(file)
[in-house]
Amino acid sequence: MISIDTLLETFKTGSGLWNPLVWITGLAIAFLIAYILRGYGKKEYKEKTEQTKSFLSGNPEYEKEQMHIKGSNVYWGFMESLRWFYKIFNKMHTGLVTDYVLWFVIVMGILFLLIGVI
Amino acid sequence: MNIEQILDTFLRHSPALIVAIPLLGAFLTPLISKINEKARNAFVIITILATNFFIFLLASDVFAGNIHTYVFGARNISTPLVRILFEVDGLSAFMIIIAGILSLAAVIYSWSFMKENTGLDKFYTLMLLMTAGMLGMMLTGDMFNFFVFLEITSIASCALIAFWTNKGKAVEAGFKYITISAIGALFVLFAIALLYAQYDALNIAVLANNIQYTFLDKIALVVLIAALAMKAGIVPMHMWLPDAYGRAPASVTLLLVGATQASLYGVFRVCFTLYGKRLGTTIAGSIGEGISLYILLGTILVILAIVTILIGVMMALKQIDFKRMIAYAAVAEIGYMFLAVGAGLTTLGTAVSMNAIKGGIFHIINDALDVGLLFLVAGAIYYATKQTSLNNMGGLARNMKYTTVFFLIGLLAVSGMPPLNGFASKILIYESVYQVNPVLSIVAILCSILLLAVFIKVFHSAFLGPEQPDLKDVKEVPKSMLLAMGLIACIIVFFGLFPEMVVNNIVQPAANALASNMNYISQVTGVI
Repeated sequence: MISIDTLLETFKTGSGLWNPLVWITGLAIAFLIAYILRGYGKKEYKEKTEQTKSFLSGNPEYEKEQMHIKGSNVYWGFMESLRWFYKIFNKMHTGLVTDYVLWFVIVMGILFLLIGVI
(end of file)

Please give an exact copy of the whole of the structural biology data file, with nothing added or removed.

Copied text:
[in-house]
Amino acid sequence: MISIDTLLETFKTGSGLWNPLVWITGLAIAFLIAYILRGYGKKEYKEKTEQTKSFLSGNPEYEKEQMHIKGSNVYWGFMESLRWFYKIFNKMHTGLVTDYVLWFVIVMGILFLLIGVI
Amino acid sequence: MNIEQILDTFLRHSPALIVAIPLLGAFLTPLISKINEKARNAFVIITILATNFFIFLLASDVFAGNIHTYVFGARNISTPLVRILFEVDGLSAFMIIIAGILSLAAVIYSWSFMKENTGLDKFYTLMLLMTAGMLGMMLTGDMFNFFVFLEITSIASCALIAFWTNKGKAVEAGFKYITISAIGALFVLFAIALLYAQYDALNIAVLANNIQYTFLDKIALVVLIAALAMKAGIVPMHMWLPDAYGRAPASVTLLLVGATQASLYGVFRVCFTLYGKRLGTTIAGSIGEGISLYILLGTILVILAIVTILIGVMMALKQIDFKRMIAYAAVAEIGYMFLAVGAGLTTLGTAVSMNAIKGGIFHIINDALDVGLLFLVAGAIYYATKQTSLNNMGGLARNMKYTTVFFLIGLLAVSGMPPLNGFASKILIYESVYQVNPVLSIVAILCSILLLAVFIKVFHSAFLGPEQPDLKDVKEVPKSMLLAMGLIACIIVFFGLFPEMVVNNIVQPAANALASNMNYISQVTGVI
Repeated sequence: MISIDTLLETFKTGSGLWNPLVWITGLAIAFLIAYILRGYGKKEYKEKTEQTKSFLSGNPEYEKEQMHIKGSNVYWGFMESLRWFYKIFNKMHTGLVTDYVLWFVIVMGILFLLIGVI